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I'm working on something at the moment that uses an ESP32. I would like to have simple strings that I can specify within the ESP32 code to automatically "type" on the screen. For example, if I did keyboardWrite("Hello World") and I had a blank notepad open on the PC/Mac, it would automatically write Hello World.

I realise the ESP32 does not have a USB interface, so I decided on using an MCP2210(SPI->USB bridge) to take information (simple strings) from the ESP32 via SPI and then transfer them to the PC. Microchip claims that it is a plug n' play device however they supply a .dll to develop applications for it.

My question is - is there any way to carry this out without having to develop/install any custom software or drivers or any .dll and it would simply be a plug n' play device for PC/Mac. For example, is there any way to embed the functionality of sending keyboard strokes from the MCP2210 itself, rather than through an application on the PC/Mac.

In short, how can I interface an ESP32 to USB to emulate a USB keyboard without any extra software.

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  • \$\begingroup\$ Welcome to EE.SE. It's not clear what WiFi and BLE have to do with your question which, I think, can be summarised as, "How can I interface an ESP32 to USB to emulate a USB keyboard?". \$\endgroup\$ – Transistor Aug 5 '18 at 21:04
  • \$\begingroup\$ My apologies. I'll clear this up now. \$\endgroup\$ – FShiwani Aug 5 '18 at 21:05
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    \$\begingroup\$ I know very little about this but suspected that some of the Arduinos can do this. Read Arduino.cc's Keyboard page to get a flavour of the problems you might encounter. A quick search for USB keyboard emulation will give you a load to digest. \$\endgroup\$ – Transistor Aug 5 '18 at 21:13
  • \$\begingroup\$ Do you need USB or could you use bluetooth HID as a keyboard? I've used the FLipMouse project to send keyboard commands to a PC/phone via GPIO contact closure on an ESP32 github.com/asterics/FLipMouse-esp32 \$\endgroup\$ – nvuono Feb 6 '20 at 19:38
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USB devices never send anything on their own. To operate, they need a driver on host side to initiate transfers.

In most cases with odd bridges the USB devices are designated to "miscellaneous class" 0xEF, and need a device driver to start communications/device configurations. Usually MCHP supplies these drivers that need to be installed. Then these bridges use proprietary interface to get actual data in and out. That's why you need a library of various API calls on host side, and write an application that uses these calls to communicate with USB bridges as MCP22xx.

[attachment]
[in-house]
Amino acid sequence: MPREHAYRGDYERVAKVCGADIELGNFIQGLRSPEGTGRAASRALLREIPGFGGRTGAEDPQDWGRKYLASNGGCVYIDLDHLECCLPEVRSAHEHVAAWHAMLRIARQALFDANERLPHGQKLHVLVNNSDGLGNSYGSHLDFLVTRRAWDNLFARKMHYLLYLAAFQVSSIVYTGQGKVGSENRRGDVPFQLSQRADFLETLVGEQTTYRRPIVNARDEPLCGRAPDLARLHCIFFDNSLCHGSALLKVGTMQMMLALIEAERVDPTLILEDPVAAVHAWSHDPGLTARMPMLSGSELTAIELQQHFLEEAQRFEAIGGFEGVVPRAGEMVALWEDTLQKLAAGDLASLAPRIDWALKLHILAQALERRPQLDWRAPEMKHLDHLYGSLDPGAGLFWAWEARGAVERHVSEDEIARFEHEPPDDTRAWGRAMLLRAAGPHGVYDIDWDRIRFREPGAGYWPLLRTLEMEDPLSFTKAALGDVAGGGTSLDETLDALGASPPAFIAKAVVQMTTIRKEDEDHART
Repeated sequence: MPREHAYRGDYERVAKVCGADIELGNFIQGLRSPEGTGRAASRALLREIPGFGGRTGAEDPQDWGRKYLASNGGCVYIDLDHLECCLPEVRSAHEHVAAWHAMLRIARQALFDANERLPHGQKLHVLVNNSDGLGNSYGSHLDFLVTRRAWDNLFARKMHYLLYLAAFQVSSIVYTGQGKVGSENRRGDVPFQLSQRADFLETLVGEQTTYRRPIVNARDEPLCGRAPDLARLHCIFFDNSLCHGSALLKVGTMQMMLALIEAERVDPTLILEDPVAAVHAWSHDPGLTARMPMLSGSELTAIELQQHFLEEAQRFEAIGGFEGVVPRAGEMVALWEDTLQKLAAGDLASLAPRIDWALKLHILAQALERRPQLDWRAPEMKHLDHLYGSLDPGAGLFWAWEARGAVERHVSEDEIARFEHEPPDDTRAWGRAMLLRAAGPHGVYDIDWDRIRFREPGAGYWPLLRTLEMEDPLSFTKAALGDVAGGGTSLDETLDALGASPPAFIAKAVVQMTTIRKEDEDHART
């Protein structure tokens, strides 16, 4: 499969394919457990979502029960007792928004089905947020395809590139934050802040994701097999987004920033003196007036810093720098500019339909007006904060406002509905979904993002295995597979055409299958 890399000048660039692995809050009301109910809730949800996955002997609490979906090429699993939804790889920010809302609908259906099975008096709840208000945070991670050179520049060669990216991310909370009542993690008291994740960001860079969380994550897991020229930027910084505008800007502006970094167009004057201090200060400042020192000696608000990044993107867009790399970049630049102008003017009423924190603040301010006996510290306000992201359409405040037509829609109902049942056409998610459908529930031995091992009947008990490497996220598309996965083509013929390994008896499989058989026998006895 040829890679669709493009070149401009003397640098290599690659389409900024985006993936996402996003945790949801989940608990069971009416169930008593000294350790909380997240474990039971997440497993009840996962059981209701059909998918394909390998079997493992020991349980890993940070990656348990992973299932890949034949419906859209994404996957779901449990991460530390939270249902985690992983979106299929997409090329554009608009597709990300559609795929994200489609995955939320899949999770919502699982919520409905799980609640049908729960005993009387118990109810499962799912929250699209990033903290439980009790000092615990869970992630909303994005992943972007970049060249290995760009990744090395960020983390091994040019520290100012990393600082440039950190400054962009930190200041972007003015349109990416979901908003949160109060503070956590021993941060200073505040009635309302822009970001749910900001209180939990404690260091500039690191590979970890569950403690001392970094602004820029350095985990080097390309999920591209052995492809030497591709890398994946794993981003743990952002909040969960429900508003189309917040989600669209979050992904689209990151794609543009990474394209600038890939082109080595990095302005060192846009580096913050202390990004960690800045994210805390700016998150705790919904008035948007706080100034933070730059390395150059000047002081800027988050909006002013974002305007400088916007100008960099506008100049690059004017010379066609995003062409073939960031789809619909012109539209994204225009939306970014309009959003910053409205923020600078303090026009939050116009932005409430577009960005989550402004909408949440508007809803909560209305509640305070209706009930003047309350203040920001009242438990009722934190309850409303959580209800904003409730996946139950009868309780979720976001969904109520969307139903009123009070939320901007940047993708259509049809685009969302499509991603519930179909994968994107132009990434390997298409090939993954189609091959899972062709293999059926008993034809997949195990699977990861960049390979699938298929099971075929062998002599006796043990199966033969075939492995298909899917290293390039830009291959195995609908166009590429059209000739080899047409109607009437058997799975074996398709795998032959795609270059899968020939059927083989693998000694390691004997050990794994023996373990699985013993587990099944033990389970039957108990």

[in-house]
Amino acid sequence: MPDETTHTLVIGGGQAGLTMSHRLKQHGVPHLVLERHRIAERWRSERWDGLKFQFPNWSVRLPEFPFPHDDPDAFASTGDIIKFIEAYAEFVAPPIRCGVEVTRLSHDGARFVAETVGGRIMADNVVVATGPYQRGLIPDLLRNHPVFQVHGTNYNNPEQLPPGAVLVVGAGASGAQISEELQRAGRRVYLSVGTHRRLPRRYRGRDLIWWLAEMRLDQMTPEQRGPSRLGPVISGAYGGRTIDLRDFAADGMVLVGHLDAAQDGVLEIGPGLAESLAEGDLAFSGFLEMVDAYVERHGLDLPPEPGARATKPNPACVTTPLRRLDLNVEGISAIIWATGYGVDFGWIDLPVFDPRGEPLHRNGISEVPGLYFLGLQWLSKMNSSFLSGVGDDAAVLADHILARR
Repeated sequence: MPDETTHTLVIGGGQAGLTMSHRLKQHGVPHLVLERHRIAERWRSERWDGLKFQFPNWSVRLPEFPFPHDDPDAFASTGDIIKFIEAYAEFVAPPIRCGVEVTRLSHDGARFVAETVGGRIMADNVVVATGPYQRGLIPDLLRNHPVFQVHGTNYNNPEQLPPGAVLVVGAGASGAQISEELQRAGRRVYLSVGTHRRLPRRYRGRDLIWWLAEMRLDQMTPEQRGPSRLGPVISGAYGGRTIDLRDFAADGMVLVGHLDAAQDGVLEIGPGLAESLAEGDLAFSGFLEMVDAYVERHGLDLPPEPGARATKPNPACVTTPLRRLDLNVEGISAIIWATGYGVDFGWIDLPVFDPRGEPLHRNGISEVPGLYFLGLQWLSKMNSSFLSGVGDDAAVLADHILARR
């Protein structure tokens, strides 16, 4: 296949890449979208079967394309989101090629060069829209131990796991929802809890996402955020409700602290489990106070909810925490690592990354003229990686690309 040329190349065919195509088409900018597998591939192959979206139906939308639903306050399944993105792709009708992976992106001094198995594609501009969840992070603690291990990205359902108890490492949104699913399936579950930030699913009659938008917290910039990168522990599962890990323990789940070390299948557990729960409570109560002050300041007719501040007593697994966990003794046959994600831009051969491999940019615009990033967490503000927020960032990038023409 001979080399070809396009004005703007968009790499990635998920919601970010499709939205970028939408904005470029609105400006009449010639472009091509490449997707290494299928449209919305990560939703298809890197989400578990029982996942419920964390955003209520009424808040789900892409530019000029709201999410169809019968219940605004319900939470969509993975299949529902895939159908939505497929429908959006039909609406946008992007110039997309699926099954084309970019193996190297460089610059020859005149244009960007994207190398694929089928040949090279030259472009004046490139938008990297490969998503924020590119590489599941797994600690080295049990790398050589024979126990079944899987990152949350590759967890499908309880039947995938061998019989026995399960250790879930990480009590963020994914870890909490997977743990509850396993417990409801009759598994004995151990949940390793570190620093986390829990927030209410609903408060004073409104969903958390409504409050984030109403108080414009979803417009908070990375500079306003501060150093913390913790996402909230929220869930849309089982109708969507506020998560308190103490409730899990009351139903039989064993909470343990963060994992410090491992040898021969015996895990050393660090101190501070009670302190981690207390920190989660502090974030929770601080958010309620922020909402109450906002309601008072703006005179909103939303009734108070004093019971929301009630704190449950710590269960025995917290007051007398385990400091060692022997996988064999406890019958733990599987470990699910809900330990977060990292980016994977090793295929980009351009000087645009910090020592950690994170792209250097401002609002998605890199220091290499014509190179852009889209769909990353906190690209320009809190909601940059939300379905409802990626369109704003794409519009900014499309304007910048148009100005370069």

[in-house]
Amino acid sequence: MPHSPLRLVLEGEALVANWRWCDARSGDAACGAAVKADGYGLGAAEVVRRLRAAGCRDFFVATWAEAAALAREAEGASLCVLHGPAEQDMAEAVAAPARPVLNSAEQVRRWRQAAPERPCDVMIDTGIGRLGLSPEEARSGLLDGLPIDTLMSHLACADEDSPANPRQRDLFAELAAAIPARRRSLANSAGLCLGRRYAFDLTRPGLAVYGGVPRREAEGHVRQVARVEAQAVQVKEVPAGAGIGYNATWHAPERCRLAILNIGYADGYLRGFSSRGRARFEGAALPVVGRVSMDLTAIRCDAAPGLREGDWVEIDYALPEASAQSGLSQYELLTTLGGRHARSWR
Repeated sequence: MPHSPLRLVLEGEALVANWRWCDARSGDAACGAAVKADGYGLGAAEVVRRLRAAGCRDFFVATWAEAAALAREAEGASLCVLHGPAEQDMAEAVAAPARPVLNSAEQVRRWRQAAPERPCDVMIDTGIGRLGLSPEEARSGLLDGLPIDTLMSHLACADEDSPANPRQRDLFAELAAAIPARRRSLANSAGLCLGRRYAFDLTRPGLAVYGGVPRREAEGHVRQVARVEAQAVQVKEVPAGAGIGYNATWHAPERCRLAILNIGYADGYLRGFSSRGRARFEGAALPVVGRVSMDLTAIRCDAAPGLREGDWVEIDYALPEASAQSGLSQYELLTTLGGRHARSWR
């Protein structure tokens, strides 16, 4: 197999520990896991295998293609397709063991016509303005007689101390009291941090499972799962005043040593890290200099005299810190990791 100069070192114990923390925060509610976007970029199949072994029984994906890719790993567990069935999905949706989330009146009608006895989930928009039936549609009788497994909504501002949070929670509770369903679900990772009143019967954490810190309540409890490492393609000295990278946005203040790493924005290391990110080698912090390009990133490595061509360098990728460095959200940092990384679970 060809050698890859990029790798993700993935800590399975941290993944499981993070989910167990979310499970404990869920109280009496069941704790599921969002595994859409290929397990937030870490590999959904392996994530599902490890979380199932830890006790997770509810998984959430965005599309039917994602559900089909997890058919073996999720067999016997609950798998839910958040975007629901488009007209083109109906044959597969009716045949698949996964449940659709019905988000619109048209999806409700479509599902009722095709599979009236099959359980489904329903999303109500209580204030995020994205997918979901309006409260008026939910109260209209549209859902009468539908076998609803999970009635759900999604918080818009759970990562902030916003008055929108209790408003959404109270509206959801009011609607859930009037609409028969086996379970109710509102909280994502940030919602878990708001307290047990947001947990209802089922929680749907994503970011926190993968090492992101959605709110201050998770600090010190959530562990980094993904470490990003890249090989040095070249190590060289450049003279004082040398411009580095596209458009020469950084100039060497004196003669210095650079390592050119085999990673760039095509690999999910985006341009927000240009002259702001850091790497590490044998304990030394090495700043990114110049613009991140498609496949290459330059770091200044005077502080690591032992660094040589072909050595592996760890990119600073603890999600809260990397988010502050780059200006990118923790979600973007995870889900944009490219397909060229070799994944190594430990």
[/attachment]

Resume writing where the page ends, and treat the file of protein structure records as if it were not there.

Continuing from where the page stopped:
The MCP2210 bridge uses HID class as its basic interface, and thus it uses standard OS drivers, with no need of MCHP proprietary drivers. That's apparently is their definition of "plug-n-play". However, conformance to HID class doesn't mean automatically that it is a keyboard, it can be mouse, or joystick, or barcode reader, so you still need their tools and libraries to configure the bridge and send/receive SPI data.

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  • \$\begingroup\$ Wouldn't emulating a keyboard work as the USB keyboard drivers are usually there by default. No development work required on Win, Lin, Mac, etc. \$\endgroup\$ – Transistor Aug 5 '18 at 21:08
  • \$\begingroup\$ I'm just curious why Microchip advertises it as Plug n' play if you always need a .dll incorporated within an application for it to function. Like - I literally just need it to type a few letters based on what the MCP2210 is getting from it's SPI bus. \$\endgroup\$ – FShiwani Aug 5 '18 at 21:09
  • \$\begingroup\$ OK, as commented under the original question, I know little about this. I thought this would be configurable in the MCP221x (whatever that is!). \$\endgroup\$ – Transistor Aug 5 '18 at 21:16
  • \$\begingroup\$ @Transistor, actually there might be a difference, MCP 2210 does advertise in datasheet as "HID class", unlike MCP2221. \$\endgroup\$ – Ale..chenski Aug 5 '18 at 21:18
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    \$\begingroup\$ If your device tells OS it is a keyboard it should behave as real keyboard, i.e. use same protocol other keyboards use and send scan codes, not letters. It is a task for several layers of drivers in OS to transform scan codes into letters of currently selected language in currently active upper/lower case, locale etc. \$\endgroup\$ – Maple Aug 5 '18 at 23:00

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